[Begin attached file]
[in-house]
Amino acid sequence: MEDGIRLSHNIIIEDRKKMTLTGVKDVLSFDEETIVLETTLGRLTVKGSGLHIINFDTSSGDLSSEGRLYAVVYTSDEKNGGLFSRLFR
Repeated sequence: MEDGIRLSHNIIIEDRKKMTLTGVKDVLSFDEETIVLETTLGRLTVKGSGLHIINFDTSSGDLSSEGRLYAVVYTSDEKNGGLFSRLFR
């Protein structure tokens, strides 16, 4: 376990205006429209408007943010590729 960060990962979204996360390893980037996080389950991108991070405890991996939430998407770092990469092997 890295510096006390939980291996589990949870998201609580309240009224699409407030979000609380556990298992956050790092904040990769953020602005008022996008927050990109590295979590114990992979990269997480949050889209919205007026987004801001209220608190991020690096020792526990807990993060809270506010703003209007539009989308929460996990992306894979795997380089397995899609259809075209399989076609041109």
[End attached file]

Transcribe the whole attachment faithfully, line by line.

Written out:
[in-house]
Amino acid sequence: MEDGIRLSHNIIIEDRKKMTLTGVKDVLSFDEETIVLETTLGRLTVKGSGLHIINFDTSSGDLSSEGRLYAVVYTSDEKNGGLFSRLFR
Repeated sequence: MEDGIRLSHNIIIEDRKKMTLTGVKDVLSFDEETIVLETTLGRLTVKGSGLHIINFDTSSGDLSSEGRLYAVVYTSDEKNGGLFSRLFR
């Protein structure tokens, strides 16, 4: 376990205006429209408007943010590729 960060990962979204996360390893980037996080389950991108991070405890991996939430998407770092990469092997 890295510096006390939980291996589990949870998201609580309240009224699409407030979000609380556990298992956050790092904040990769953020602005008022996008927050990109590295979590114990992979990269997480949050889209919205007026987004801001209220608190991020690096020792526990807990993060809270506010703003209007539009989308929460996990992306894979795997380089397995899609259809075209399989076609041109």